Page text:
HOPEWELL — While some questions about the alleged armed robbery in Phelps and subsequent manhunt remain unanswered, Ontario County Sheriff Kevin Henderson said his investigators have a clearer picture of what happened over that roughly 30-hour period.

During a phone interview with the Times Friday, Henderson said his officers talked to Brandon Burgess for several hours Wednesday after he was arrested. Henderson would not say if Burgess confessed to robbing the 7-Eleven near Thruway exit 42 at about 3:30 a.m. Tuesday.

“I can’t disclose a lot of what he said, but he has been cooperating with us,” Henderson said.

Burgess, 28, of Lyons, was charged with felony counts of second-degree robbery and third-degree grand larceny. He remains in the Ontario County Correctional Facility in lieu of $75,000 bail or $150,000 bond.

Burgess is accused of displaying what appeared to be an assault-style rifle at the store, and getting away with an undisclosed amount of money and cigarettes. Police later determined Burgess was wielding an Airsoft gun that looked like a rifle. While the suspect was wearing a mask, Henderson said Burgess was identified by “other measures,” including a distinguishing feature on his neck.

Police believe Burgess fled the scene in a vehicle stolen from a Phelps business. Henderson would not disclose the name of the business, but said the vehicle was abandoned on Pre-Emption Street in the town of Waterloo, just over the Seneca County line.

“We are not 100 percent sure how he got the stolen vehicle,” Henderson said.

Henderson said the vehicle was damaged in some way, but would not disclose the nature of that damage. Henderson also dispelled a report that police pulled Burgess’ pickup truck from the Erie Canal.

Henderson did say the truck — it was damaged and not drivable, according to the sheriff — was found near Lock 27 of the canal in Lyons, but was not in the water. It had spray paint on it.

After the abandoned vehicle was found in Seneca County, numerous police from local agencies converged on the area and began a manhunt for Burgess in a nearby wooded area. The search included a state police helicopter.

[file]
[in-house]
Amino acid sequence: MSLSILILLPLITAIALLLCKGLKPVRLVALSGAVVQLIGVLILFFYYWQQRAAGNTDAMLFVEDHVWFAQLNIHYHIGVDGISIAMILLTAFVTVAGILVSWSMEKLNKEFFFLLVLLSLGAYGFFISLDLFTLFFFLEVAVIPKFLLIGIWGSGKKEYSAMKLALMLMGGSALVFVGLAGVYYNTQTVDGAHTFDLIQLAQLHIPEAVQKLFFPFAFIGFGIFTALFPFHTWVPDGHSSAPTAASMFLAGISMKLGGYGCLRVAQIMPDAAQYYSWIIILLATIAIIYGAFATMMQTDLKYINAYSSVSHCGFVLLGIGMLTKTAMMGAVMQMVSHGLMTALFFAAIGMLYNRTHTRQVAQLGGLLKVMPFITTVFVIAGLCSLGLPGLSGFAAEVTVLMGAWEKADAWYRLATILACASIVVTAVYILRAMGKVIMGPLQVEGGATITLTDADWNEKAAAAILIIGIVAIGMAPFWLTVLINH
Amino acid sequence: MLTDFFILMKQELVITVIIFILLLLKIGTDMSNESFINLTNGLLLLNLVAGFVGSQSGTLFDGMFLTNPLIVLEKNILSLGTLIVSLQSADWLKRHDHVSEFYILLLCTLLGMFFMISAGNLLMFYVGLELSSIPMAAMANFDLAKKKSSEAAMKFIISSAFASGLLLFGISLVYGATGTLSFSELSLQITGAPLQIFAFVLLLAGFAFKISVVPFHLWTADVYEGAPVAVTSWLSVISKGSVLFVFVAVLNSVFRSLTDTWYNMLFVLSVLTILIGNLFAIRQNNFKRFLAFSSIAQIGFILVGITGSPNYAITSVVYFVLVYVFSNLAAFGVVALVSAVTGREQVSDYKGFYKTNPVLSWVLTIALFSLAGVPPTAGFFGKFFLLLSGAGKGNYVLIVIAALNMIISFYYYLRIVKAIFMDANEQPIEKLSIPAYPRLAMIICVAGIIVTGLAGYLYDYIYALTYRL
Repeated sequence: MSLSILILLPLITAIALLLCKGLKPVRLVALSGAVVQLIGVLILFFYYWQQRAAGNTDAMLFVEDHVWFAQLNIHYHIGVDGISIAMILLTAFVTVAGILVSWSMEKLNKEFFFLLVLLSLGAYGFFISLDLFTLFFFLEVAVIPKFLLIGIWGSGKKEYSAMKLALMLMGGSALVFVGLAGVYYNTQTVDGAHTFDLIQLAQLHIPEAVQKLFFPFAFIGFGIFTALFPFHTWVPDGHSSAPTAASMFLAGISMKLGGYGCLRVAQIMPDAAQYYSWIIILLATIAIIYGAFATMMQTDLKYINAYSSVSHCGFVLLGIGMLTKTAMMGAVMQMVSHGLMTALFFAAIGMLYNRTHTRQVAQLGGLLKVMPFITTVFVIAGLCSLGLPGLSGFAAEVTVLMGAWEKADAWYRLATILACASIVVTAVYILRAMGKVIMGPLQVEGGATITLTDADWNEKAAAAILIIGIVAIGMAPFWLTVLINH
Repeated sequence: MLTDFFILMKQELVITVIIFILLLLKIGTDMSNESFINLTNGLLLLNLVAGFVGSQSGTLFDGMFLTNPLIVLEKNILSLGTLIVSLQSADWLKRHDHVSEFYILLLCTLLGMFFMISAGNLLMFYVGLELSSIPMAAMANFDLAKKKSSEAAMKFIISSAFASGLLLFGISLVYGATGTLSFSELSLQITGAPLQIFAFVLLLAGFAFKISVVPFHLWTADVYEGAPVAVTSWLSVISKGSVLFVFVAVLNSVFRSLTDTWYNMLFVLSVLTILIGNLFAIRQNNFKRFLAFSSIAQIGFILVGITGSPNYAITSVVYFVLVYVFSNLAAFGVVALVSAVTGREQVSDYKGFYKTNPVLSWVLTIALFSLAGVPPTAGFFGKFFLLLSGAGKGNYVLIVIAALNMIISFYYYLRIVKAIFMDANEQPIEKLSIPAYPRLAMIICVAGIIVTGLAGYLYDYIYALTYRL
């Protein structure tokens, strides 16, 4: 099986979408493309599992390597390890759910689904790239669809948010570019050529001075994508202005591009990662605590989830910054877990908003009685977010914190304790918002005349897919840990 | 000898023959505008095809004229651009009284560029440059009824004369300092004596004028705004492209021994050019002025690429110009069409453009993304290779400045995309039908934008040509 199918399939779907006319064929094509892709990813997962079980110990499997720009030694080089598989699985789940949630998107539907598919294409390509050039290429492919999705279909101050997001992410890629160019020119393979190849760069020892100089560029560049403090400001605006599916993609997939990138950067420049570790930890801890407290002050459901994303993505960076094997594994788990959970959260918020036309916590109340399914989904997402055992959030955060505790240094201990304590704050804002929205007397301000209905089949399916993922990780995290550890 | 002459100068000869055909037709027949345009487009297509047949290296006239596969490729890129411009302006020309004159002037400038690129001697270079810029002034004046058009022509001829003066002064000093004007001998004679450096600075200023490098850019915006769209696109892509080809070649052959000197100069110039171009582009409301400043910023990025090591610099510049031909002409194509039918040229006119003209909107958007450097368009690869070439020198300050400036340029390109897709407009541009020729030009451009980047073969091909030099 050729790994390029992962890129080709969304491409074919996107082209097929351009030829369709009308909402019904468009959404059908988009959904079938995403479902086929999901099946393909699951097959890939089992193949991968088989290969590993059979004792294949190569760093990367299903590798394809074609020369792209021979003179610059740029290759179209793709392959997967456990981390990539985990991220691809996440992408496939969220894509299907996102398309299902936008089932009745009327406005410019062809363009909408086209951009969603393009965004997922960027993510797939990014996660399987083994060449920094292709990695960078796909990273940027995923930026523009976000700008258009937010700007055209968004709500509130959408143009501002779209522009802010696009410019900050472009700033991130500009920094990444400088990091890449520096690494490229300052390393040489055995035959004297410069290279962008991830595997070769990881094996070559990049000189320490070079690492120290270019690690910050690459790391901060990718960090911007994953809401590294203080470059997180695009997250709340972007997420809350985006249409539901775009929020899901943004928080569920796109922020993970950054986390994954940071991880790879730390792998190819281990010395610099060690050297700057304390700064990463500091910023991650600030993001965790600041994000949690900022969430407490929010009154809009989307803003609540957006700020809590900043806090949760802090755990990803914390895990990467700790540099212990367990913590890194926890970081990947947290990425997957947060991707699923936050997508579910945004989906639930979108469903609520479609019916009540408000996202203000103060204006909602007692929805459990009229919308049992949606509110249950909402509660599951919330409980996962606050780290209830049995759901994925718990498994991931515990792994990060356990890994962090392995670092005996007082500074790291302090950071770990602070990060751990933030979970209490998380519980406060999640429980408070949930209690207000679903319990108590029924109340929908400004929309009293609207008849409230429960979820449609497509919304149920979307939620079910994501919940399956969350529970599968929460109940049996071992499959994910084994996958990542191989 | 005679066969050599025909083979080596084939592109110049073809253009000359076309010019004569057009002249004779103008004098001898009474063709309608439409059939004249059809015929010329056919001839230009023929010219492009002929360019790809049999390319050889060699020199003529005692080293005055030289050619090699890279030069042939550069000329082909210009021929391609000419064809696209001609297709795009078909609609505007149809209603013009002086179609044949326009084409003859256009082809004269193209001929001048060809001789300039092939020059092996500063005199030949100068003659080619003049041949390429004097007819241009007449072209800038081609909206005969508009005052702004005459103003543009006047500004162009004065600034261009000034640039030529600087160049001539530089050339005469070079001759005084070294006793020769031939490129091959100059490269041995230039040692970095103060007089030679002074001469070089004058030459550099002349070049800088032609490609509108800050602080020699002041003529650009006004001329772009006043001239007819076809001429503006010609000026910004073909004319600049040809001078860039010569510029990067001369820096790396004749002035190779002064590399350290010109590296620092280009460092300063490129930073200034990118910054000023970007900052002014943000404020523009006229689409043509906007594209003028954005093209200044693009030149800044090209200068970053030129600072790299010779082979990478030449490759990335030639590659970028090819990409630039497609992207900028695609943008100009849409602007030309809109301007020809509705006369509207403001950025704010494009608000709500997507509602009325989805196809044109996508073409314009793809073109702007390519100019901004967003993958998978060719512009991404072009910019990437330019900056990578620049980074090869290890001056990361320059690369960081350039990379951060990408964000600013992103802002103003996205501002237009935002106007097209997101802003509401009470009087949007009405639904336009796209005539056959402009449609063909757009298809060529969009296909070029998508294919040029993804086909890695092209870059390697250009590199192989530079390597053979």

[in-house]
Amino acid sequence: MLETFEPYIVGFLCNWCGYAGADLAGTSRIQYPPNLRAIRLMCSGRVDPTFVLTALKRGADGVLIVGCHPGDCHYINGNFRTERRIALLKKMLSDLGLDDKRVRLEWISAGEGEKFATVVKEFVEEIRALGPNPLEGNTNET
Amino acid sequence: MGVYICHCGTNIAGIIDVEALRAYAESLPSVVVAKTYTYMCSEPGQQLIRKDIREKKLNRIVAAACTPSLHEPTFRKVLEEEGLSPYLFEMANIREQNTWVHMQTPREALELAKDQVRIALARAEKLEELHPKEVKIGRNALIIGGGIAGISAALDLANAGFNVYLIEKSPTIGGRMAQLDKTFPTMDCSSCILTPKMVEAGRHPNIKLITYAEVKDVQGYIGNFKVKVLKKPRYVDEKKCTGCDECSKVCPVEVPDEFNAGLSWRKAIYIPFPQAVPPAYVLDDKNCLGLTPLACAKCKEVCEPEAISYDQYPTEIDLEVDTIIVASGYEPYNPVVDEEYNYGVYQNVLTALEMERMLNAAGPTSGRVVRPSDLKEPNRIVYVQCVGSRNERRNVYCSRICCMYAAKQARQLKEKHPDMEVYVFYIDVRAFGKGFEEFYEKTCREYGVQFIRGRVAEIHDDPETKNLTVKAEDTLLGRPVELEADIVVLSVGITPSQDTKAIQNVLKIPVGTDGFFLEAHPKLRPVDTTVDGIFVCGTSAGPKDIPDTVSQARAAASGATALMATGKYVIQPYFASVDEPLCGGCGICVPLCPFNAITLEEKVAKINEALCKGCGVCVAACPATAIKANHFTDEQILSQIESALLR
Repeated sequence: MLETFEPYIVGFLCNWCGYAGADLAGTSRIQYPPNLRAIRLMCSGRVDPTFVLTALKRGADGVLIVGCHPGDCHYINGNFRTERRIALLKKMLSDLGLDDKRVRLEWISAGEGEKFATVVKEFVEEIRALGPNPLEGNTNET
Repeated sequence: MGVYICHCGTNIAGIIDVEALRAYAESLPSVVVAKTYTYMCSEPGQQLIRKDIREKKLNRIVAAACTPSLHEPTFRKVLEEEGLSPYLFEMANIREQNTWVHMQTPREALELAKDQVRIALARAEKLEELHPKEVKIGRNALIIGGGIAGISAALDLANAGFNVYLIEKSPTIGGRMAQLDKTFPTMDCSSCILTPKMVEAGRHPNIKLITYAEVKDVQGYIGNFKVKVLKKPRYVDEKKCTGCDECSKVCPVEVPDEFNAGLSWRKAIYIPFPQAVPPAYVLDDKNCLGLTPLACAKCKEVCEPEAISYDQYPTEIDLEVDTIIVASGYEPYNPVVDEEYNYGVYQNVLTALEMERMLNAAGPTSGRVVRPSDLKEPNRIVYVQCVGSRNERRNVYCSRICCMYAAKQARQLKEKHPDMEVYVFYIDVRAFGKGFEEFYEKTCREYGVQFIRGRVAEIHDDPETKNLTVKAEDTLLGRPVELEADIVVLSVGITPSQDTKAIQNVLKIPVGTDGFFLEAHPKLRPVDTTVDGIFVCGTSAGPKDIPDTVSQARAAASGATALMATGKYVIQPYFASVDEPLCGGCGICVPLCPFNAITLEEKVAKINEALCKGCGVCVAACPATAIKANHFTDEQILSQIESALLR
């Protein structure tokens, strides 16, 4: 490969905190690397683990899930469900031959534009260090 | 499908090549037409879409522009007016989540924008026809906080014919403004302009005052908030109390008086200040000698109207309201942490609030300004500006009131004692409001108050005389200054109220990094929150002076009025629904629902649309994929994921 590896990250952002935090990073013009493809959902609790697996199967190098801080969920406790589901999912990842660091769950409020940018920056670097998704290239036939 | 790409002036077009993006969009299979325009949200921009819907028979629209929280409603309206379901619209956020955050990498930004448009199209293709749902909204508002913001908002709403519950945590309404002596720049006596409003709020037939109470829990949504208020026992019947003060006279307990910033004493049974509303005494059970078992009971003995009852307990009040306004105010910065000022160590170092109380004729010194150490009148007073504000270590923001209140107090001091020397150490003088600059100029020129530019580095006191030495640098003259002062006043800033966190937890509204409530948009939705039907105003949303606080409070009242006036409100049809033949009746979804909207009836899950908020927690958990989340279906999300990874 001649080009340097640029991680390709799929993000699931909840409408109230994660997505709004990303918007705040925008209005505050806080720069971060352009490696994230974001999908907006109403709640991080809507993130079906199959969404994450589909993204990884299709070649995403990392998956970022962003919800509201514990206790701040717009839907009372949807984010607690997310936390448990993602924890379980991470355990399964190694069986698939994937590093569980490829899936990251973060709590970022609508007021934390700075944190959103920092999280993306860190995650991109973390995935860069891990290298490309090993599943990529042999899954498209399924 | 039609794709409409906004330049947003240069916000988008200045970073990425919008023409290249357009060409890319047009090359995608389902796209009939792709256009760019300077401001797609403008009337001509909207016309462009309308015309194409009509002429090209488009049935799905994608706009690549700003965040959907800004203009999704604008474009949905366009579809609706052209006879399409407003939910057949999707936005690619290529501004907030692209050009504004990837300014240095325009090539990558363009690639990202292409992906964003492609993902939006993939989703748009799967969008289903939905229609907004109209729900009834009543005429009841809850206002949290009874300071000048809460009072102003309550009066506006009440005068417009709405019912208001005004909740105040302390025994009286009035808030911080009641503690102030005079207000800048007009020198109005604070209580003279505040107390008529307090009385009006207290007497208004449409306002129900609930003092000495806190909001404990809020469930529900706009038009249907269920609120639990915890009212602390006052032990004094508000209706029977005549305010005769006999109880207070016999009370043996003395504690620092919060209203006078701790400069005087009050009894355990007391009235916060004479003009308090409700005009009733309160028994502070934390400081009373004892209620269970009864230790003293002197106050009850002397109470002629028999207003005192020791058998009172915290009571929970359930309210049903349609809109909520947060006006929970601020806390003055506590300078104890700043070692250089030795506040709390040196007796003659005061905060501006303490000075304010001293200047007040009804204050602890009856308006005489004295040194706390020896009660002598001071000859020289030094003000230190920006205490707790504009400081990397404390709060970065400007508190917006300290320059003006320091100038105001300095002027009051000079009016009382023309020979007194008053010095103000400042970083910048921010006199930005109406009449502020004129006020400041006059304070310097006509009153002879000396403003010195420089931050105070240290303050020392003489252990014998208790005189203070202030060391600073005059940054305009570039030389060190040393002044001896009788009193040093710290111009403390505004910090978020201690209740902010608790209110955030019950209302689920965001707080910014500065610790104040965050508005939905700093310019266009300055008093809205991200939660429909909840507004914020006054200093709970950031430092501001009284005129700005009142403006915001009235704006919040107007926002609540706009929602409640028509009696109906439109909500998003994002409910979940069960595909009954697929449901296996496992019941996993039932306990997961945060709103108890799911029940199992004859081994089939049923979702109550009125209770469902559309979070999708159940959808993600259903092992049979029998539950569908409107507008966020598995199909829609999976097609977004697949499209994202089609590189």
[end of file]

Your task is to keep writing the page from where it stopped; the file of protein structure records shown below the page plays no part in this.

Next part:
At one point, police believed Burgess was heading toward Lyons or was in Lyons, prompting a lockdown of several schools in Wayne County. Burgess was not found that day or night, and Henderson said another unanswered question is where Burgess spent the night.

“I think he was just floating around to the point where nobody really saw him,” Henderson said. “We are not sure where he was.”

Wednesday morning, police received a tip from an undisclosed person that Burgess was in a vehicle and trying to flee the area. Henderson said a description of the vehicle went out to every area police agency, and Seneca Falls Police Officer Jacob DeChick saw the vehicle and radioed other officers.

“I have to point out the efforts of Officer DeChick,” Henderson said. “He was able to locate the car and started the foot chase.”

Burgess was taken into custody near Route 89 following a chase that included Seneca Falls police, Ontario County sheriff’s office deputies, Geneva police, and state police. A K-9 unit was used, but Henderson dismissed a report Burgess was bitten by a dog.

“A dog was not used in the apprehension,” he said.

Henderson and District Attorney Jim Ritts are not identifying another person in the car with Burgess. Both said that person likely will not be charged with a crime.

The charge of grand larceny stems from Burgess allegedly stealing more than $3,000 in tools from a construction site in the town of Phelps early Tuesday morning.

Henderson said numerous police agencies were involved in the case from the outset, including the Seneca County sheriff’s office, Waterloo police, the Wayne County sheriff’s office, Palmyra police, and U.S. marshals.

“When the call first came in, at 3 or 3:30 in the morning, myself, my undersheriff and command staff all got involved, as well as (Seneca County) Sheriff (Tim) Luce and his staff because the vehicle was found in that county,” Henderson said. “The state police upper command staff was involved early too. As law enforcement leaders, we knew this could be a very potentially dangerous person in the community.”

Henderson said many of the police involved worked long hours during the saga; some of his officers worked around the clock, he noted. Videos Burgess posted on a social media before the robbery put authorities on high alert, Henderson said.

“We were very concerned with the mental state of this individual,” he said. “You saw the video. There were some concerning remarks ... we knew we had to find him. While we determined the gun was fake, people who may have happened upon him may not have known it wasn’t real.”

Henderson said the relatively quick capture of Burgess, along with the recent arrest in a Phelps murder, are a credit to his officers and those from nearby agencies that helped in both cases.

“I am very proud of the men and women who work in this department,” he said. “I want the public to know we are capable, have the knowledge and ability to solve these crimes and get things done. We also work cooperatively with fellow law enforcement agencies.

“We are in an area that has a great law enforcement presence. If (Wayne County) Sheriff (Barry) Virts called me right now and said they had a situation they needed help with, we would be in it.”

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